Baroness Dianne Hayter is a Labour Whip and part of the Shadow DWP team in the House of Lords
T.S Eliot was right: “April is the cruellest month”.
March saw a budget which takes from the old to give to the rich. Now, in April, as new benefit changes come into force, it becomes ever clearer that these, and the budget, are hitting the young and the old, and the decent hardworking majority – and particularly women.
Tomorrow, the 6th April will see George Osborne’s policies immediately impact upon hundreds of thousands of couples earning about £18,000 a year – as they will lose up to £4,000 a year in tax credits. According to figures compiled by the Institute for Fiscal Studies up to a million families with children stand to lose £511 annually from. Some 470,000 children are in families losing over £70 a week. Because the number of hours needed to qualify for tax credits has increased from 16 to 24 hours a week, many will no longer be covered – yet the idea that employers will suddenly increase the available work by 50% is a particularly cruel joke. Almost a million families in the hard-working squeezed middle are set to lose all their child tax credit.
Any budget should be about people: how to raise from across the economy the money we need to spend on health, security, education, roads, housing, parks – all those things which contribute to people’s well-being and family life. Such money should be raised in a way which promotes jobs and growth, and which increases equality and social stability whilst encouraging people to work hard, save hard and spend wisely. This budget fails on all accounts.
This budget will mean the very poorest – who don’t pay tax – don’t gain. Poorer working families who get housing and council tax benefits will be only £33 a year better off from the tax threshold rise (because as their income goes up, their benefits go down ) – less than the price of a loaf of bread a week. But couples both earning £40,000 gain 10 times this (£440 a year).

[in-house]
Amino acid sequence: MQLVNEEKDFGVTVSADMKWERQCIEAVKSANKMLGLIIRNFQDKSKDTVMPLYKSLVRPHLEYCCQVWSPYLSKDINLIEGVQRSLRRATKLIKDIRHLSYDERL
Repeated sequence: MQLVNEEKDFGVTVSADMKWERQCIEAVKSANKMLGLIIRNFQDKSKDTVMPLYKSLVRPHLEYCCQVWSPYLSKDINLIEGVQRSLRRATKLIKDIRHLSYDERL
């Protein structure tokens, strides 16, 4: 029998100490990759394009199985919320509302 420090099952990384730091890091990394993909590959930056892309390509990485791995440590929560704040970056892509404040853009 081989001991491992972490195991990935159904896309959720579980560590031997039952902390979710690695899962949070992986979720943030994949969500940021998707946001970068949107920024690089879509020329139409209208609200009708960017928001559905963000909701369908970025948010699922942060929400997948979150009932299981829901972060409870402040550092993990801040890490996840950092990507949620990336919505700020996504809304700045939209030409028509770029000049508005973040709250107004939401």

Pensioners are being hit too. Osborne’s policies mean that people turning 65 next April who have saved for a bit more than the state pension will now be taxed on this amount, losing some £320 a year. In total, 5 million pensions over 65 will be affected – having to contribute between them some £1.25bn extra in tax by 2016-17.
All of this doesn’t just harm the families themselves, but also the local community. Pensioners and the lower paid tend to spend their money in local shops, at the post office, in nearby services. This helps keeps those shops, barbers, newsagents, cafes, pubs – and bakers – going. Cut what people have in their purses and wallets, and small shops soon feel the pinch. Everyone loses.
Except the rich. Higher stamp duty on big houses doesn’t affect most rich people, as they rarely move home. The income tax saving for someone earning £1 million a year will be £42,500, but the rich will pay nothing on their mansion unless they move – and guess what? Only 4,000 will be caught by this a year, compared with nearly a hundred times as many (300,000) who will benefit massively (by £40,000 every year) from the ending of the 50p tax rate.
So here we have it. Women and pensioners lose most; Osborne’s circle gain most. You couldn’t make it up.